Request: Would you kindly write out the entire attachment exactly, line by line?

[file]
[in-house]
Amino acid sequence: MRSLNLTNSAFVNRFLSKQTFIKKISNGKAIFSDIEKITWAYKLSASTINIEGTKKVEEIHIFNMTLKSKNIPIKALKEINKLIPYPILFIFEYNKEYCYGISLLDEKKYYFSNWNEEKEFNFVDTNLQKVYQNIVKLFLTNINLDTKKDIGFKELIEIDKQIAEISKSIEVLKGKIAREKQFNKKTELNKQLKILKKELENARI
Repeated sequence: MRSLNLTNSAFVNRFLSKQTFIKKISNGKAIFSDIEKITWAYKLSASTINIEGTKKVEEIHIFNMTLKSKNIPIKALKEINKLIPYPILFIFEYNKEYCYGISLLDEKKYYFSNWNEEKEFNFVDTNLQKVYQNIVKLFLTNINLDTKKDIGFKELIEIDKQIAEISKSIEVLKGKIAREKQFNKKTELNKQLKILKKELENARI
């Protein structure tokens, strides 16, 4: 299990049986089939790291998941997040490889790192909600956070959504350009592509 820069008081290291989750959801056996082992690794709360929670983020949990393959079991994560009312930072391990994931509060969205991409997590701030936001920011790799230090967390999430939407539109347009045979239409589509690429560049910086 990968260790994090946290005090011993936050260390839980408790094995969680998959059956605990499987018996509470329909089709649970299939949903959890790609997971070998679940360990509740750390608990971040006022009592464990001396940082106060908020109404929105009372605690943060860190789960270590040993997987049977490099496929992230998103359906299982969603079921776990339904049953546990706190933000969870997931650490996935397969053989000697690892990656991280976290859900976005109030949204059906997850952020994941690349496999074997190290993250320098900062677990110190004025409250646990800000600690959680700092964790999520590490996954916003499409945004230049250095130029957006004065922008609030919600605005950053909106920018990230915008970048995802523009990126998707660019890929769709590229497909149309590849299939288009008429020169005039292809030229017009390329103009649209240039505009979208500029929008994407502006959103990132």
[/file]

[in-house]
Amino acid sequence: MRSLNLTNSAFVNRFLSKQTFIKKISNGKAIFSDIEKITWAYKLSASTINIEGTKKVEEIHIFNMTLKSKNIPIKALKEINKLIPYPILFIFEYNKEYCYGISLLDEKKYYFSNWNEEKEFNFVDTNLQKVYQNIVKLFLTNINLDTKKDIGFKELIEIDKQIAEISKSIEVLKGKIAREKQFNKKTELNKQLKILKKELENARI
Repeated sequence: MRSLNLTNSAFVNRFLSKQTFIKKISNGKAIFSDIEKITWAYKLSASTINIEGTKKVEEIHIFNMTLKSKNIPIKALKEINKLIPYPILFIFEYNKEYCYGISLLDEKKYYFSNWNEEKEFNFVDTNLQKVYQNIVKLFLTNINLDTKKDIGFKELIEIDKQIAEISKSIEVLKGKIAREKQFNKKTELNKQLKILKKELENARI
């Protein structure tokens, strides 16, 4: 299990049986089939790291998941997040490889790192909600956070959504350009592509 820069008081290291989750959801056996082992690794709360929670983020949990393959079991994560009312930072391990994931509060969205991409997590701030936001920011790799230090967390999430939407539109347009045979239409589509690429560049910086 990968260790994090946290005090011993936050260390839980408790094995969680998959059956605990499987018996509470329909089709649970299939949903959890790609997971070998679940360990509740750390608990971040006022009592464990001396940082106060908020109404929105009372605690943060860190789960270590040993997987049977490099496929992230998103359906299982969603079921776990339904049953546990706190933000969870997931650490996935397969053989000697690892990656991280976290859900976005109030949204059906997850952020994941690349496999074997190290993250320098900062677990110190004025409250646990800000600690959680700092964790999520590490996954916003499409945004230049250095130029957006004065922008609030919600605005950053909106920018990230915008970048995802523009990126998707660019890929769709590229497909149309590849299939288009008429020169005039292809030229017009390329103009649209240039505009979208500029929008994407502006959103990132």